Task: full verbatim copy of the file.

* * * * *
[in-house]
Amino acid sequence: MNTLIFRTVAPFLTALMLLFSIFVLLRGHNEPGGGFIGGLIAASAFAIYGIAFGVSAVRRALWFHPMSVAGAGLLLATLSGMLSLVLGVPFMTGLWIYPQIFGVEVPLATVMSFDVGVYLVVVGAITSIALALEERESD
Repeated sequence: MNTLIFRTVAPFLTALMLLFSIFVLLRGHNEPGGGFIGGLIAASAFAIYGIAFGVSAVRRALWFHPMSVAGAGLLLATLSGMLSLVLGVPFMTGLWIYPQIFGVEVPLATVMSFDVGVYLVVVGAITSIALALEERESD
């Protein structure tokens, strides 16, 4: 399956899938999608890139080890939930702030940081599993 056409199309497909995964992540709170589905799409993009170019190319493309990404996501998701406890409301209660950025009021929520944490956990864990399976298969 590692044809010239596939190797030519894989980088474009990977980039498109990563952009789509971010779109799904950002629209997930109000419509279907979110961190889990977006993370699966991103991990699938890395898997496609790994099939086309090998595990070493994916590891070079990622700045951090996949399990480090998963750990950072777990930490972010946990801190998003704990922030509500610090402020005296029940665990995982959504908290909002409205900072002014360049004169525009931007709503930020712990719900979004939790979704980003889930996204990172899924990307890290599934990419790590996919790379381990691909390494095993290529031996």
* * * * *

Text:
[in-house]
Amino acid sequence: MNTLIFRTVAPFLTALMLLFSIFVLLRGHNEPGGGFIGGLIAASAFAIYGIAFGVSAVRRALWFHPMSVAGAGLLLATLSGMLSLVLGVPFMTGLWIYPQIFGVEVPLATVMSFDVGVYLVVVGAITSIALALEERESD
Repeated sequence: MNTLIFRTVAPFLTALMLLFSIFVLLRGHNEPGGGFIGGLIAASAFAIYGIAFGVSAVRRALWFHPMSVAGAGLLLATLSGMLSLVLGVPFMTGLWIYPQIFGVEVPLATVMSFDVGVYLVVVGAITSIALALEERESD
């Protein structure tokens, strides 16, 4: 399956899938999608890139080890939930702030940081599993 056409199309497909995964992540709170589905799409993009170019190319493309990404996501998701406890409301209660950025009021929520944490956990864990399976298969 590692044809010239596939190797030519894989980088474009990977980039498109990563952009789509971010779109799904950002629209997930109000419509279907979110961190889990977006993370699966991103991990699938890395898997496609790994099939086309090998595990070493994916590891070079990622700045951090996949399990480090998963750990950072777990930490972010946990801190998003704990922030509500610090402020005296029940665990995982959504908290909002409205900072002014360049004169525009931007709503930020712990719900979004939790979704980003889930996204990172899924990307890290599934990419790590996919790379381990691909390494095993290529031996």